From irregular (in many senses) Sideburn blogger Kirk Gee in Pasadena. He's a ex-pat Kiwi by the way. You'll read why I mentioned that in his post. GI Of all your adventure travel options, obviously the enthusiasm here is for the two-wheeled variety. Be it something epic like traversing a continent, civilised like one of the excellent Sideburn x MotoAventures Morocco tours or something a bit more feral involving Royal Enfields, rain and some solid waves. For the latter, here'
Everybody wants cool stuff to happen in their town, but it rarely does. Us lot that ride bikes and are involved with our particular sector of motorcycling travel nationwide for events, race meetings and parties. I can’t count the amount of times I’ve driven the 300-odd miles from Tynemouth to London for a party, exhibition, show, gig or whatever else. I think it’s in our DNA. I saw that Deus had produced a new short film; Death Rides A Horse. It seemed to be about a gang of p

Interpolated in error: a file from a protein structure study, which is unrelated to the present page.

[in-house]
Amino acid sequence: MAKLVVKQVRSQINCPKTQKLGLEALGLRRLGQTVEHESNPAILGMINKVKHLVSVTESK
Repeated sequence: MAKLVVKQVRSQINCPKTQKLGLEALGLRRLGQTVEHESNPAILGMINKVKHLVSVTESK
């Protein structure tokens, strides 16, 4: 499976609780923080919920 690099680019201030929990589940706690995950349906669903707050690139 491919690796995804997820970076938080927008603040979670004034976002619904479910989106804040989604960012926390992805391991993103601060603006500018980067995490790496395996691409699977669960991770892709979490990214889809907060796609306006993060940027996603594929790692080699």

There's plenty of surf/bike crossover out there, to the point where most roll their eyes and move on. This however, is different, because it's Derek Hynd. Derek is a true oddball individualist, an iconoclastic former pro surfer, former journalist and commentator who has, of late, abandoned using fins on his surfboards. For those not so up on surf design, the fins are directional stabilizers. Without them the board just wants to go sideways like a drunk Finn in a rally car. On
Sideburn 32 comes with the second of our free Sideburn mini-mag supplements. This one has words and photos by Tom Bing. I knew Tom and Sally before they left for South America on the adventure described in the mini-mag. We’d worked together when Tom made a video for us [Dirt Quake IV]. When they returned I was lukewarm about sharing the story in Sideburn. Why? The whole moto-surf thing had been murdered by heavyweight show bikes carrying boards as lifestyle accessories, with